Sights & Sounds of East Oakland: A teen activist makes a difference in his neighborhood
Ivan Garcia is only 15 years old, but he’s already working with Oakland city officials, and was appointed by Mayor Libby Schaaf to the city’s Youth Advisory Commission.
At City Hall in downtown Oakland a crowd of about fifty protesters, mostly teens have gathered for a march. They’re there to protest a proposal to transport coal through West Oakland.
Ivan Garcia is one of the youth speakers giving testimony. He says, “Not only is this an environmental injustice, this is a human rights injustice!”
The crowd responds, “Hell yeah!”
Ivan is in his comfort zone speaking out. Not only is he involved with this coal protest, but he’s also active in movements to combat youth homelessness and environmental degradation.
Ivan also has his own YouTube channel, which ranges from teenage antics to political statements, such as “Dear Mr. Trump,” a video letter to the president that he made with his 8th-grade class immediately after the 2016 election.
He’s the first in his family to get involved with issues like this.
“My mom is not into politics, no one in my family ... truly has a big passion for politics,” he says. “It’s been this really exciting journey to immerse myself into something so new to me."
Ivan also makes it a priority to participate in youth-led movements — such as this anti-coal march today.
“Having youth in our day-to-day life is one of my big things, so we can organize specifically as young people,” he says.
This past year, Mayor Libby Schaaf appointed Ivan to the Oakland Youth Advisory Commission of the City Council, where he’s a part of the Environmental and Sustainability committee.
Mayor Schaaf shows up at the end of the coal rally and addresses the young protesters. Afterwards, she sings Ivan's praise.
“I love Ivan,” she says. “He's a leader. I can't wait for him to sit in my office. And I mean in the desk, be the mayor. He's going to be an amazing mayor,” she says, putting her arm around his shoulder.
“And maybe you're going to bring your talents to some better pursuit besides politics," she says. "Whatever it's gonna be, it's gonna be amazing. And you always do it, Ivan, with love and respect.”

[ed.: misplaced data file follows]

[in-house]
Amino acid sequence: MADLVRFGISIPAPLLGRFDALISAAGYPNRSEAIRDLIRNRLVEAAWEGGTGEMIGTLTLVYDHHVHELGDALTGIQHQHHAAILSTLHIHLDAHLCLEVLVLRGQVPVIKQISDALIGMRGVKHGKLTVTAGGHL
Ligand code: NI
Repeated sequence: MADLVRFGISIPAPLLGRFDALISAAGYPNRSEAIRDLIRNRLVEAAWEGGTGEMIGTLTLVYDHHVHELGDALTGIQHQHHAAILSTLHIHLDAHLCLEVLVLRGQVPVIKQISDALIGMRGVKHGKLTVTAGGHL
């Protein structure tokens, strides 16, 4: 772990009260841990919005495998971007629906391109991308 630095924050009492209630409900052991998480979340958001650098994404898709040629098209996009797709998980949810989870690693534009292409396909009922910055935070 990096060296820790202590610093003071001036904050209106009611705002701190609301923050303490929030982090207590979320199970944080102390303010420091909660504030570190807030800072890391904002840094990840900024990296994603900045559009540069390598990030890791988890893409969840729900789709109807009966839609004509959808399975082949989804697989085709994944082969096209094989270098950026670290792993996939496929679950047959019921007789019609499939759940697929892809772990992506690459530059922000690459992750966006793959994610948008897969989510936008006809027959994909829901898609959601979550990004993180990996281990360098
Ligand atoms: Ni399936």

All this plus homework
The impact of coal on the health of the community, homelessness, the environment are all vast and substantial issues for anyone to add to their civic work, but imagine if you had algebra homework and a term paper on top of that.
"All the things I do are obviously to give my sister a better life, and to create more meaningful social change in my community."
Ivan’s still just a high-school freshman — but even at school he walks his talk.
He’s an ambassador for Litterati, an organization that’s created an app to “clean up the planet one piece of litter at a time.”
We walk around campus and he shows me how it all works, by picking up a used yogurt cup laying on the ground.
“Then you take a picture of the piece of litter that's on the ground,” he says. “In a couple of hours you’ll see your photo on the Litterati map.”
Ivan explains that you tag the litter by type or brand name, which creates a digital landfill. The collective data could help companies find more sustainable approaches.
Ivan attends Head-Royce, a private school in the Oakland Hills. He transferred from public school, and in some ways, it’s been a challenging transition.
“To say it bluntly, a lot of people here come from privilege, and I don't necessarily come from privilege," Ivan says."A lot of kids here sometimes they focus on where they're going to go for the summer, if they're going to go around the world or if they're going to stay local; and for me, that's not necessarily an option.”
While it’s difficult to navigate high school at first, Ivan says that “once you find the right people and the right things that interest you, it’s definitely an amazing experience.”
Ivan says his family is a big reason he can be so active in his political and social work while still being in high school.
“If it wasn’t for them actually pushing me and encouraging me and telling me I can do what I want to do, I wouldn’t be where I am today,” he says.
Ivan’s grandmother immigrated to the United States when she was a little girl. The strength of his family inspires him to make them proud.
“All the things I do are obviously to give my sister a better life," he says, "and to create more meaningful social change in my community.”
As the protesters start to leave the anti-coal rally, Ivan’s mom and little sister arrive to pick him up.
Ivan’s pursuits keeps his mom, Laura, busy. And after a long week working at a recycling center in Hayward, she tries her best to keep up with his changing schedule.
Even if she has plans for the family on the weekend, she says, “I cancel my stuff for his, because I like that he’s involved. I was never like that.”
Laura says she’s learned a lot through Ivan’s political work. She says he teaches her a lot about her hometown, Oakland.
He's also inspiring the next generation of activists — his 9-year old sister, Ivoneth, thinks his work is really cool, too.
“I want to follow his footsteps!” she says.
So what happens now, after a day of school and marching against coal coming to West Oakland?
Ivan’s going to go home and do his homework.
And like any other growing teenager, according to his mom, “He's probably going to be hungry!”
That story was produced as a collaboration between our Hey Area crowdsourced journalism initiative and the community media training program Oakland Voices. It was recently presented as part of our live event series Sights & Sounds of East Oakland.
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